2. AntiAimer

    Valid? Look how much damage has been done WITH Prohibition. It's a lose lose situation. Harm reduction is all that can be done, there will always be idiots and always be certain drugs that will do more harm then others.

    If only it wasn't about, "which plan will make us the most money?":thumbsdown:

    "The only person that would benefit is the person who uses drugs who has no desire to stop."
    Again just prooveing failure of the current system.
  3. Felonious Skunk
    Why don't certain humans understand that the "drug problem" will never go away? People will always ingest and have problems with drugs.

    The best that can be done is to remove the black market and provide state-of-the-art treatment options for people with drug problems.

    Accepting this as the best possible outcome is not "giving up," or "failing," it is recognizing the futility of criminalizing drug use and acknowledging all the collateral damage that such a policy causes.


    To the drug warriors:

    You've had 40 years to try it your way, and you have failed miserably. Step aside and make way for more enlightened approaches before you do any more damage to people and society than drugs could ever cause. Please.
  4. FuBai
    No...it's an appalling point:

    1) It gives the individual no right to choose - in effect "Yes, you can kill yourself, but only the way we tell you to".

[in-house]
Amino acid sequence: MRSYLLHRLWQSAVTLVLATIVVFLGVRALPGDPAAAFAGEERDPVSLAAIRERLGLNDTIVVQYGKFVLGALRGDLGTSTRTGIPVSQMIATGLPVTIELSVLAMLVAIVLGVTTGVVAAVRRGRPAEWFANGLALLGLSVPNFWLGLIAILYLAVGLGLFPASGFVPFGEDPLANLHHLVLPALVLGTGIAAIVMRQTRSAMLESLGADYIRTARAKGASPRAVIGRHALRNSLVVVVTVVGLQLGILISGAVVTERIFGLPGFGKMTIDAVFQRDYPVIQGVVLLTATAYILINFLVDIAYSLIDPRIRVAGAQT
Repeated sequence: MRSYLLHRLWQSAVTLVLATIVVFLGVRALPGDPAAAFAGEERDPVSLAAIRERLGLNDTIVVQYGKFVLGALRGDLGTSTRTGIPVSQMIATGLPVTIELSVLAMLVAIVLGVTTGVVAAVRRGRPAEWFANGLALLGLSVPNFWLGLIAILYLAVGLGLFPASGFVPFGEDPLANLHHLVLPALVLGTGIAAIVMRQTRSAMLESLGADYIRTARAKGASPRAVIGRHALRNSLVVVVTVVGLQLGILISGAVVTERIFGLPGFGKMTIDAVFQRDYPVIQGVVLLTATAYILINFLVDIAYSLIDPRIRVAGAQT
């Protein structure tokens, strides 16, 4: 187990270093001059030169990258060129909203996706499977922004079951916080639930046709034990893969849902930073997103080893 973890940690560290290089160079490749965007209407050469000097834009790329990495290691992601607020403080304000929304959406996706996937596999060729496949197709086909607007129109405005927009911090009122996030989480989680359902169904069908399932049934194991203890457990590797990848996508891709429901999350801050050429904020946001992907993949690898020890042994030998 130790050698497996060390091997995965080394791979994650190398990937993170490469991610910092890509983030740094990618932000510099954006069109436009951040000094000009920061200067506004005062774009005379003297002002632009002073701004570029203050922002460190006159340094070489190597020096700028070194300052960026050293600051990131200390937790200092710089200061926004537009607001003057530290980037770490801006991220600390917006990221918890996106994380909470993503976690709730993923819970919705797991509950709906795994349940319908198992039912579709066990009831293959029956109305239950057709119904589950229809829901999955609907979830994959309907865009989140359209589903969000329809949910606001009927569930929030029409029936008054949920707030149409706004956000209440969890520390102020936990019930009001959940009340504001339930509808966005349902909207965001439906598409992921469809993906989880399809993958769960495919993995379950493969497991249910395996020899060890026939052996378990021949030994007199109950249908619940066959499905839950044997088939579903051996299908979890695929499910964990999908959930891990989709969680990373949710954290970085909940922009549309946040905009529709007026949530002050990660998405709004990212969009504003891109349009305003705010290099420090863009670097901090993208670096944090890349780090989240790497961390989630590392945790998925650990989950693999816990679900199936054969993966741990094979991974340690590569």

2) Has criminalisation of drugs made them less available? Not when 90% of High Schoolers say they could get Cannabis within a day; truth is drug availability is as high as it's ever been. The argument that we are somehow stopping people from using drugs is invalid - in fact it actually gears the market up to preying on the vulnerable and the self-destructive. I can give a long sociological explanation for this if required.

    3) Why tobacco and alcohol? If you really believe we should have only two major drugs of intoxication and addiction why not Cannabis and MDMA? They are less damaging both physically and to society as a whole. Go find yourself a rave night club where most people are on pills and compare it to a bar - which one are you most likley to be glassed in?

    4) Who the hell are you to tell people what they can do with their own bodies? You've got to make a fundamental choice - is freedom worth fighting for? Politics is a balance, what you give to the right hand you take from the left - it's not about finding perfect solutions it's about finding the least imperfect solutions.

    5) How the hell do you expect people to act responsibly if you never give them a chance to? Prohibition works on the expectation that you are irresponsible and does not give you the right to prove otherwise. The only way to make people responsible is to make them responsible for themselves.

    It's been almost twice that long since prohibition was enacted - Nixon's declaration of a war on drugs was a step up, not the start. They've had a good 80 years here in Britain and they've failed every step of the way.